Statistical Learning Methods for Risk Prediction
Jennifer Sinnott, Harvard University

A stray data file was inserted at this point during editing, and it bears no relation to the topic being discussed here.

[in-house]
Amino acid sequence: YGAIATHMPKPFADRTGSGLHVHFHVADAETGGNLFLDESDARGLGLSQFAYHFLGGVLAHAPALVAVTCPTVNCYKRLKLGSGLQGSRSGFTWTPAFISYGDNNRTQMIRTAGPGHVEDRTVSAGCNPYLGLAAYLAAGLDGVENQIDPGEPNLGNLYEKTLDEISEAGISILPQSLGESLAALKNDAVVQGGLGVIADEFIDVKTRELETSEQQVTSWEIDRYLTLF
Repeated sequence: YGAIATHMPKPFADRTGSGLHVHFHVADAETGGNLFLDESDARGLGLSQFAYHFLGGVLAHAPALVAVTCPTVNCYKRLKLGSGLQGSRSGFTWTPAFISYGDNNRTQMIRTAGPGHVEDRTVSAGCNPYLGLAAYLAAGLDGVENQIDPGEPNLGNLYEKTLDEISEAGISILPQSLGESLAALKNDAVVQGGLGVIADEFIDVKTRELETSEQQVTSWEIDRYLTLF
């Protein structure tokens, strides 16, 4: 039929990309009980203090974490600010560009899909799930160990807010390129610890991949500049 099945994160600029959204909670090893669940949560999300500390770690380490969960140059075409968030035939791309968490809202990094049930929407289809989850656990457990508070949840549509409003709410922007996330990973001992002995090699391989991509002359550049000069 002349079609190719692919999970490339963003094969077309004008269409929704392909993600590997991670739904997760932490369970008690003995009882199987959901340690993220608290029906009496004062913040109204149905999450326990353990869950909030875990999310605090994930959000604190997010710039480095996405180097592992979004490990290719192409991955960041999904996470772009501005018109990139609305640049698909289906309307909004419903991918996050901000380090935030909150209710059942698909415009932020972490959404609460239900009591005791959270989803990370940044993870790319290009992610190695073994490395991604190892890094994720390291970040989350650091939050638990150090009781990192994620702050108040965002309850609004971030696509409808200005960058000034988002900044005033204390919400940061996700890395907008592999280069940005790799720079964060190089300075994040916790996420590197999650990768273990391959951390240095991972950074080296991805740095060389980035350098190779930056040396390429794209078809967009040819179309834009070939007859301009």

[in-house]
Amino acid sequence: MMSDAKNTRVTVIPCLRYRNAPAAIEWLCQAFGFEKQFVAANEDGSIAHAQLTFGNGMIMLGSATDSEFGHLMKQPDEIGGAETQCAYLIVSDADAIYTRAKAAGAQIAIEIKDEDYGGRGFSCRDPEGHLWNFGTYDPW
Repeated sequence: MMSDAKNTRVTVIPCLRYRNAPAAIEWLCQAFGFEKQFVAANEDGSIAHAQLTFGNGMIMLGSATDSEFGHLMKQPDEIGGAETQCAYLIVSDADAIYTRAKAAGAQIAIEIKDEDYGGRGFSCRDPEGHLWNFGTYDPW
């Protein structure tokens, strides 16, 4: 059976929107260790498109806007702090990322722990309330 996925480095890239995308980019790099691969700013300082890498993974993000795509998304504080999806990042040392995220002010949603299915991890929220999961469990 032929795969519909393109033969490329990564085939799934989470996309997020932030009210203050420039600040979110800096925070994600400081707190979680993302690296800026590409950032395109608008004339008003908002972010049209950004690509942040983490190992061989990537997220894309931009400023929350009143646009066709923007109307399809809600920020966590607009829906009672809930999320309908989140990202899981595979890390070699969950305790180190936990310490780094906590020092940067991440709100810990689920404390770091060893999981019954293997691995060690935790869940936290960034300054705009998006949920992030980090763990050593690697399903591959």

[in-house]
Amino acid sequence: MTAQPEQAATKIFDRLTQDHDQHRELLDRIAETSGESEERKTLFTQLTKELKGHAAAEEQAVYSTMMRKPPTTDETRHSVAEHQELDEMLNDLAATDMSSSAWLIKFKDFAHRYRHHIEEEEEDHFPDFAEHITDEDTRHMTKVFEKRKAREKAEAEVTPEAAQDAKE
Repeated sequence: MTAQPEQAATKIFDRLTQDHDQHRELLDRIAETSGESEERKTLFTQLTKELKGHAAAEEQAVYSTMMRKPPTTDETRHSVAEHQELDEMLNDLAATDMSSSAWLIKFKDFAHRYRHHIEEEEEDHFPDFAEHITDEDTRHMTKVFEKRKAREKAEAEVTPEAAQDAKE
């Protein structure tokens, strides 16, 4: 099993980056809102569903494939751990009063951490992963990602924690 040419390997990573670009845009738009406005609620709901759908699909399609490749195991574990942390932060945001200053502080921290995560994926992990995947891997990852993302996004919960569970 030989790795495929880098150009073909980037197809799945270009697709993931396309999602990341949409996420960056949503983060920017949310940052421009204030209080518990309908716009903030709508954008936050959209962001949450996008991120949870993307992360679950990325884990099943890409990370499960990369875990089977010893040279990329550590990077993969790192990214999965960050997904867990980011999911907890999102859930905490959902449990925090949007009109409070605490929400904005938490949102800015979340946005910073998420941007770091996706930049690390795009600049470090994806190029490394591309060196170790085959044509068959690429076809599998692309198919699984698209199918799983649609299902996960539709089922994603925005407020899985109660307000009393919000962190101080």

A pressing goal in cancer research is to develop better models for predicting prognosis by identifying novel biomarkers that can enhance models using established clinical factors alone. When many potential biomarkers are available, such as in studies relating tumor gene expression to cancer survival, many techniques have been developed to identify and incorporate important genes or pathways of genes in order to improve risk prediction. In this talk, I will discuss various testing and prediction methods with high dimensional biomarkers using kernel machine regression and regularized estimation methods. One focus will be given to building risk prediction models using genes which can be naturally grouped into pathways. We discuss kernel machine regression methods for capturing and estimating the potentially complex pathway effects. Kernel-based methods are becoming more frequently used in medical research, in part because different kernels allow for different assumptions about the relationship between genes in the pathway and outcome; however, it is not generally known in advance which kernel is most appropriate for a data set. We discuss omnibus testing methods to combine information across kernels, and kernel selection methods for optimal prediction. When multiple pathways are under consideration, we may use the multiple kernel learning framework for combining information across pathways. A second focus will be given to the prediction of survival when a regularization method, such as the Lasso, Adaptive Lasso, or Adaptive Elastic Net, is used to simultaneously select important genes and fit a regression model, which can then be used to predict survival for new patients. Providing accurate inference for this survival prediction can be challenging; specifically, we demonstrate that existing formulas for the variance of the coefficients based on asymptotic results tend to underestimate the variability for some coefficients, while estimates using standard resampling such as the bootstrap tend to overestimate it, which can both lead to inaccurate variance estimation for predicted survival. We propose an adaptation of a resampling approach that brings the estimated error in line with the truth. Our proposed adaptation uses an ensemble-type approach to look across the coefficient vectors estimated using resampling and allow them to vote on whether each coefficient should be 0. We find that our resampling with voting method is most robust across simulation settings, with coverage typically lying between the asymptotic-based method (which can undercover) and the bootstrap method (which tends to overcover).